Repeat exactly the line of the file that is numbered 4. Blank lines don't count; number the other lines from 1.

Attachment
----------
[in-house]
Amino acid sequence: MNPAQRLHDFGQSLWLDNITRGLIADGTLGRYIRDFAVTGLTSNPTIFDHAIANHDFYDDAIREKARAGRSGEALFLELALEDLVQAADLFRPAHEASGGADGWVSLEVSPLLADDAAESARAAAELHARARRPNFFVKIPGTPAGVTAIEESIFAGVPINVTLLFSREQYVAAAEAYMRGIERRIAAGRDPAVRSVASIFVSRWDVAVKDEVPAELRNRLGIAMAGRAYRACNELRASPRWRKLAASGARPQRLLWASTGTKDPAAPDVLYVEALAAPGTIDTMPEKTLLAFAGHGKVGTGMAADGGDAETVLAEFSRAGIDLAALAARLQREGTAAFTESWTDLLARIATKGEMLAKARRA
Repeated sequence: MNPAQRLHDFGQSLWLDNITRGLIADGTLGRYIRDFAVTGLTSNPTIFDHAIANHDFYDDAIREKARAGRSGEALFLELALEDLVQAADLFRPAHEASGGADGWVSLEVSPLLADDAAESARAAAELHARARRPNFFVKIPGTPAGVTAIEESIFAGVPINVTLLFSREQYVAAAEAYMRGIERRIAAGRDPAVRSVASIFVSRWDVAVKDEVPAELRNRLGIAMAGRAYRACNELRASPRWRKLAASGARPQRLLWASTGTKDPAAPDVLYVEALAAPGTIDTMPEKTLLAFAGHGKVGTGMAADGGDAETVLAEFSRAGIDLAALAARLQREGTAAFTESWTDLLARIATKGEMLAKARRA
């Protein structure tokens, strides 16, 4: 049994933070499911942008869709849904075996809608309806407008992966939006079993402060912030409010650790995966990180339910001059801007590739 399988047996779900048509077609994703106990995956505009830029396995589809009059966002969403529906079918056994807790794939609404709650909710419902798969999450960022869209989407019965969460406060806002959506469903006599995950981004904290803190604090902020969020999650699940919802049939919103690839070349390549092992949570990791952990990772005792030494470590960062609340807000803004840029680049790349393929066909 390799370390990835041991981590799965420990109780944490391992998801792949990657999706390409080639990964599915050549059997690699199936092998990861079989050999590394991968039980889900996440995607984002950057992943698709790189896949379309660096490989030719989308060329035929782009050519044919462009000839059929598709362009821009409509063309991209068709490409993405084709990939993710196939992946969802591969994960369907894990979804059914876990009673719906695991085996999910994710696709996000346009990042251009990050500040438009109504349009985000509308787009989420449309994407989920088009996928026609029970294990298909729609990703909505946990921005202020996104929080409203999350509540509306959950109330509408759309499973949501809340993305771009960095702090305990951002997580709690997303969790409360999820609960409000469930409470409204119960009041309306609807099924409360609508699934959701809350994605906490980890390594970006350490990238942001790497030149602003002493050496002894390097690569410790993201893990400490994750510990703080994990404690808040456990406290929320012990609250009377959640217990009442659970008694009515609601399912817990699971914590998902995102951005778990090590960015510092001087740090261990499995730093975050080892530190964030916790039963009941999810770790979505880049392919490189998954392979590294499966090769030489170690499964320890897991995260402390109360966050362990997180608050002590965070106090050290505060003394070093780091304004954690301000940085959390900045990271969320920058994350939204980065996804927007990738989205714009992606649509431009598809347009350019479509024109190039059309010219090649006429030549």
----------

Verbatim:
């Protein structure tokens, strides 16, 4: 049994933070499911942008869709849904075996809608309806407008992966939006079993402060912030409010650790995966990180339910001059801007590739 399988047996779900048509077609994703106990995956505009830029396995589809009059966002969403529906079918056994807790794939609404709650909710419902798969999450960022869209989407019965969460406060806002959506469903006599995950981004904290803190604090902020969020999650699940919802049939919103690839070349390549092992949570990791952990990772005792030494470590960062609340807000803004840029680049790349393929066909 390799370390990835041991981590799965420990109780944490391992998801792949990657999706390409080639990964599915050549059997690699199936092998990861079989050999590394991968039980889900996440995607984002950057992943698709790189896949379309660096490989030719989308060329035929782009050519044919462009000839059929598709362009821009409509063309991209068709490409993405084709990939993710196939992946969802591969994960369907894990979804059914876990009673719906695991085996999910994710696709996000346009990042251009990050500040438009109504349009985000509308787009989420449309994407989920088009996928026609029970294990298909729609990703909505946990921005202020996104929080409203999350509540509306959950109330509408759309499973949501809340993305771009960095702090305990951002997580709690997303969790409360999820609960409000469930409470409204119960009041309306609807099924409360609508699934959701809350994605906490980890390594970006350490990238942001790497030149602003002493050496002894390097690569410790993201893990400490994750510990703080994990404690808040456990406290929320012990609250009377959640217990009442659970008694009515609601399912817990699971914590998902995102951005778990090590960015510092001087740090261990499995730093975050080892530190964030916790039963009941999810770790979505880049392919490189998954392979590294499966090769030489170690499964320890897991995260402390109360966050362990997180608050002590965070106090050290505060003394070093780091304004954690301000940085959390900045990271969320920058994350939204980065996804927007990738989205714009992606649509431009598809347009350019479509024109190039059309010219090649006429030549």